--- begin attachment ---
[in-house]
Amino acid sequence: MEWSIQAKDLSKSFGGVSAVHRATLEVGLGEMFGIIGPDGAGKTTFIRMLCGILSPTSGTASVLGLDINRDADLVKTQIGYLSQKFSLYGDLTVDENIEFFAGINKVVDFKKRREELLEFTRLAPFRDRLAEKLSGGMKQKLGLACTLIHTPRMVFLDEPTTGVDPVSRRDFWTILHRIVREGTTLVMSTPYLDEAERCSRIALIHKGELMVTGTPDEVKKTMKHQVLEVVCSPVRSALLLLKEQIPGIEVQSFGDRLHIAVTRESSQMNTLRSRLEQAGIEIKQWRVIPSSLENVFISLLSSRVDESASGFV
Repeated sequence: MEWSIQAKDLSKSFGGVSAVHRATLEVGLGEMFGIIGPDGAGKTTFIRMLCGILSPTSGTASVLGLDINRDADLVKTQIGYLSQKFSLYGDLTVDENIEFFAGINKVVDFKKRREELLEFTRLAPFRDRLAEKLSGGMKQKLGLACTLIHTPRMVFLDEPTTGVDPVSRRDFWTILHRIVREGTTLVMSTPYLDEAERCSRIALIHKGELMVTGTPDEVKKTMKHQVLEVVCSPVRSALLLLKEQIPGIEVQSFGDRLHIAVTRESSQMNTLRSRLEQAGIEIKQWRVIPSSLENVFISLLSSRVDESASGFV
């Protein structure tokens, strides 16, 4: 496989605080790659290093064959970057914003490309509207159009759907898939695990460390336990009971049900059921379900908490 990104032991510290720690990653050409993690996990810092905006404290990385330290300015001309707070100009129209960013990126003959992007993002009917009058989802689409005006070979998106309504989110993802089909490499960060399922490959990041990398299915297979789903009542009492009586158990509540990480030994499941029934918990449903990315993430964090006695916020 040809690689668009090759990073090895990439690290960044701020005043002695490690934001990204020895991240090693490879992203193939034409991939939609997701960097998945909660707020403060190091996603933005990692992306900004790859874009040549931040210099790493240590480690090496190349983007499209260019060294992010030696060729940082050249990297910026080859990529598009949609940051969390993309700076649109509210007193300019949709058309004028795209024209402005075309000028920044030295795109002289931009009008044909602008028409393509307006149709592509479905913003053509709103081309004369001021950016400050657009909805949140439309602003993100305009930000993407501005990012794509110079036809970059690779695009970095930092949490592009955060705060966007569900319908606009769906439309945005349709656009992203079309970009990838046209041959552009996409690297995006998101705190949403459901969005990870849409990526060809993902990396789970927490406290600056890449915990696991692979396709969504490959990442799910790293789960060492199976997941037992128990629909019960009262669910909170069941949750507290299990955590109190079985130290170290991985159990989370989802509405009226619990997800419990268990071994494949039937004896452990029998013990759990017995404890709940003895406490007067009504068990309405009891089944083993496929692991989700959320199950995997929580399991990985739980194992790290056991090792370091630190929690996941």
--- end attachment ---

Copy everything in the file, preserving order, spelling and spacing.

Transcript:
[in-house]
Amino acid sequence: MEWSIQAKDLSKSFGGVSAVHRATLEVGLGEMFGIIGPDGAGKTTFIRMLCGILSPTSGTASVLGLDINRDADLVKTQIGYLSQKFSLYGDLTVDENIEFFAGINKVVDFKKRREELLEFTRLAPFRDRLAEKLSGGMKQKLGLACTLIHTPRMVFLDEPTTGVDPVSRRDFWTILHRIVREGTTLVMSTPYLDEAERCSRIALIHKGELMVTGTPDEVKKTMKHQVLEVVCSPVRSALLLLKEQIPGIEVQSFGDRLHIAVTRESSQMNTLRSRLEQAGIEIKQWRVIPSSLENVFISLLSSRVDESASGFV
Repeated sequence: MEWSIQAKDLSKSFGGVSAVHRATLEVGLGEMFGIIGPDGAGKTTFIRMLCGILSPTSGTASVLGLDINRDADLVKTQIGYLSQKFSLYGDLTVDENIEFFAGINKVVDFKKRREELLEFTRLAPFRDRLAEKLSGGMKQKLGLACTLIHTPRMVFLDEPTTGVDPVSRRDFWTILHRIVREGTTLVMSTPYLDEAERCSRIALIHKGELMVTGTPDEVKKTMKHQVLEVVCSPVRSALLLLKEQIPGIEVQSFGDRLHIAVTRESSQMNTLRSRLEQAGIEIKQWRVIPSSLENVFISLLSSRVDESASGFV
């Protein structure tokens, strides 16, 4: 496989605080790659290093064959970057914003490309509207159009759907898939695990460390336990009971049900059921379900908490 990104032991510290720690990653050409993690996990810092905006404290990385330290300015001309707070100009129209960013990126003959992007993002009917009058989802689409005006070979998106309504989110993802089909490499960060399922490959990041990398299915297979789903009542009492009586158990509540990480030994499941029934918990449903990315993430964090006695916020 040809690689668009090759990073090895990439690290960044701020005043002695490690934001990204020895991240090693490879992203193939034409991939939609997701960097998945909660707020403060190091996603933005990692992306900004790859874009040549931040210099790493240590480690090496190349983007499209260019060294992010030696060729940082050249990297910026080859990529598009949609940051969390993309700076649109509210007193300019949709058309004028795209024209402005075309000028920044030295795109002289931009009008044909602008028409393509307006149709592509479905913003053509709103081309004369001021950016400050657009909805949140439309602003993100305009930000993407501005990012794509110079036809970059690779695009970095930092949490592009955060705060966007569900319908606009769906439309945005349709656009992203079309970009990838046209041959552009996409690297995006998101705190949403459901969005990870849409990526060809993902990396789970927490406290600056890449915990696991692979396709969504490959990442799910790293789960060492199976997941037992128990629909019960009262669910909170069941949750507290299990955590109190079985130290170290991985159990989370989802509405009226619990997800419990268990071994494949039937004896452990029998013990759990017995404890709940003895406490007067009504068990309405009891089944083993496929692991989700959320199950995997929580399991990985739980194992790290056991090792370091630190929690996941």